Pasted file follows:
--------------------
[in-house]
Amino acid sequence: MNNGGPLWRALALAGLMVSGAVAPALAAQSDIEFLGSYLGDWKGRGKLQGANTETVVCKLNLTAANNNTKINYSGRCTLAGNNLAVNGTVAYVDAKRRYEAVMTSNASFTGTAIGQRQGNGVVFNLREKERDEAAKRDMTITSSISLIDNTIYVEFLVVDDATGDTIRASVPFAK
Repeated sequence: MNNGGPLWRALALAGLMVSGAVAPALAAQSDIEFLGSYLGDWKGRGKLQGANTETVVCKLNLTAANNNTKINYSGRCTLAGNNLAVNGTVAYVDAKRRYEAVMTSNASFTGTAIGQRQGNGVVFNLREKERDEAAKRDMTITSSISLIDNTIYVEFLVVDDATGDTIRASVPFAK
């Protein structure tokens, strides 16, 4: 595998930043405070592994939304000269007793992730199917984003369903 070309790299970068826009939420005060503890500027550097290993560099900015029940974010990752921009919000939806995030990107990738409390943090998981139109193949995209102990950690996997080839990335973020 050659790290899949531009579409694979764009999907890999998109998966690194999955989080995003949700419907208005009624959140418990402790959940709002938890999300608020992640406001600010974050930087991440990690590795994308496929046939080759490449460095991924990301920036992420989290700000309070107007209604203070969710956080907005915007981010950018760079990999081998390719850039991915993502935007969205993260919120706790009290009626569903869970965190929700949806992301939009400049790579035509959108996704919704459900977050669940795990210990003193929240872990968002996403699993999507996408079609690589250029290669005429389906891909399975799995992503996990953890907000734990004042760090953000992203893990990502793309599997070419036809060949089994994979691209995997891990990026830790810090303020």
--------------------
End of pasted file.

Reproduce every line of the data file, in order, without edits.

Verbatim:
[in-house]
Amino acid sequence: MNNGGPLWRALALAGLMVSGAVAPALAAQSDIEFLGSYLGDWKGRGKLQGANTETVVCKLNLTAANNNTKINYSGRCTLAGNNLAVNGTVAYVDAKRRYEAVMTSNASFTGTAIGQRQGNGVVFNLREKERDEAAKRDMTITSSISLIDNTIYVEFLVVDDATGDTIRASVPFAK
Repeated sequence: MNNGGPLWRALALAGLMVSGAVAPALAAQSDIEFLGSYLGDWKGRGKLQGANTETVVCKLNLTAANNNTKINYSGRCTLAGNNLAVNGTVAYVDAKRRYEAVMTSNASFTGTAIGQRQGNGVVFNLREKERDEAAKRDMTITSSISLIDNTIYVEFLVVDDATGDTIRASVPFAK
């Protein structure tokens, strides 16, 4: 595998930043405070592994939304000269007793992730199917984003369903 070309790299970068826009939420005060503890500027550097290993560099900015029940974010990752921009919000939806995030990107990738409390943090998981139109193949995209102990950690996997080839990335973020 050659790290899949531009579409694979764009999907890999998109998966690194999955989080995003949700419907208005009624959140418990402790959940709002938890999300608020992640406001600010974050930087991440990690590795994308496929046939080759490449460095991924990301920036992420989290700000309070107007209604203070969710956080907005915007981010950018760079990999081998390719850039991915993502935007969205993260919120706790009290009626569903869970965190929700949806992301939009400049790579035509959108996704919704459900977050669940795990210990003193929240872990968002996403699993999507996408079609690589250029290669005429389906891909399975799995992503996990953890907000734990004042760090953000992203893990990502793309599997070419036809060949089994994979691209995997891990990026830790810090303020």